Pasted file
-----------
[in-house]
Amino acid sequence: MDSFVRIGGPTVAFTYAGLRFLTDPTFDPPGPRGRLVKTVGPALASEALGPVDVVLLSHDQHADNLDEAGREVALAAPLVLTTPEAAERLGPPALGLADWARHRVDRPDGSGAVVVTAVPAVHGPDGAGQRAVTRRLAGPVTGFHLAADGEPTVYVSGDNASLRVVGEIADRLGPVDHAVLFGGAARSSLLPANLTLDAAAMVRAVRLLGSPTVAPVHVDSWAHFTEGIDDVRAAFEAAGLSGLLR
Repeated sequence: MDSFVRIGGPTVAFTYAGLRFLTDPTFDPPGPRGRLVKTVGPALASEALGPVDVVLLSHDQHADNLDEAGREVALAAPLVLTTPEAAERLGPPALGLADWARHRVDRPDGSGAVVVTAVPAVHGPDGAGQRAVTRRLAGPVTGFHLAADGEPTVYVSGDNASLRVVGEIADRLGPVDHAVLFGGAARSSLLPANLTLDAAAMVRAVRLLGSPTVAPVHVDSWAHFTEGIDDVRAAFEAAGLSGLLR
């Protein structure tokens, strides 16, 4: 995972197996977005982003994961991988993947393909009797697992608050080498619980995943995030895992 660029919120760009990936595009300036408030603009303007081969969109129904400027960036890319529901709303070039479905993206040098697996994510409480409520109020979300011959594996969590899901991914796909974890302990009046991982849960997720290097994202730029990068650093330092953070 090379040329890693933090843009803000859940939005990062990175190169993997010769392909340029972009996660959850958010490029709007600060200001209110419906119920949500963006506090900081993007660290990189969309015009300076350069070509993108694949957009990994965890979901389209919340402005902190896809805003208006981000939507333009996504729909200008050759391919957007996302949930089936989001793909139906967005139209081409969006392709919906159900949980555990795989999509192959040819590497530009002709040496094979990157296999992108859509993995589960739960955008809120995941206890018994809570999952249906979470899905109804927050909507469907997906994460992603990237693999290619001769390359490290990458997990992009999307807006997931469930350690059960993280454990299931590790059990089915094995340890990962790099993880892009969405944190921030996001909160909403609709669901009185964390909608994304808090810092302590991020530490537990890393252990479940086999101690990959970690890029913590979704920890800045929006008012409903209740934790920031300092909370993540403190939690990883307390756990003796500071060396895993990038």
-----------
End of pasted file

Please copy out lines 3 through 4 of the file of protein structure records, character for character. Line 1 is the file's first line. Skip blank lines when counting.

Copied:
Repeated sequence: MDSFVRIGGPTVAFTYAGLRFLTDPTFDPPGPRGRLVKTVGPALASEALGPVDVVLLSHDQHADNLDEAGREVALAAPLVLTTPEAAERLGPPALGLADWARHRVDRPDGSGAVVVTAVPAVHGPDGAGQRAVTRRLAGPVTGFHLAADGEPTVYVSGDNASLRVVGEIADRLGPVDHAVLFGGAARSSLLPANLTLDAAAMVRAVRLLGSPTVAPVHVDSWAHFTEGIDDVRAAFEAAGLSGLLR
């Protein structure tokens, strides 16, 4: 995972197996977005982003994961991988993947393909009797697992608050080498619980995943995030895992 660029919120760009990936595009300036408030603009303007081969969109129904400027960036890319529901709303070039479905993206040098697996994510409480409520109020979300011959594996969590899901991914796909974890302990009046991982849960997720290097994202730029990068650093330092953070 090379040329890693933090843009803000859940939005990062990175190169993997010769392909340029972009996660959850958010490029709007600060200001209110419906119920949500963006506090900081993007660290990189969309015009300076350069070509993108694949957009990994965890979901389209919340402005902190896809805003208006981000939507333009996504729909200008050759391919957007996302949930089936989001793909139906967005139209081409969006392709919906159900949980555990795989999509192959040819590497530009002709040496094979990157296999992108859509993995589960739960955008809120995941206890018994809570999952249906979470899905109804927050909507469907997906994460992603990237693999290619001769390359490290990458997990992009999307807006997931469930350690059960993280454990299931590790059990089915094995340890990962790099993880892009969405944190921030996001909160909403609709669901009185964390909608994304808090810092302590991020530490537990890393252990479940086999101690990959970690890029913590979704920890800045929006008012409903209740934790920031300092909370993540403190939690990883307390756990003796500071060396895993990038």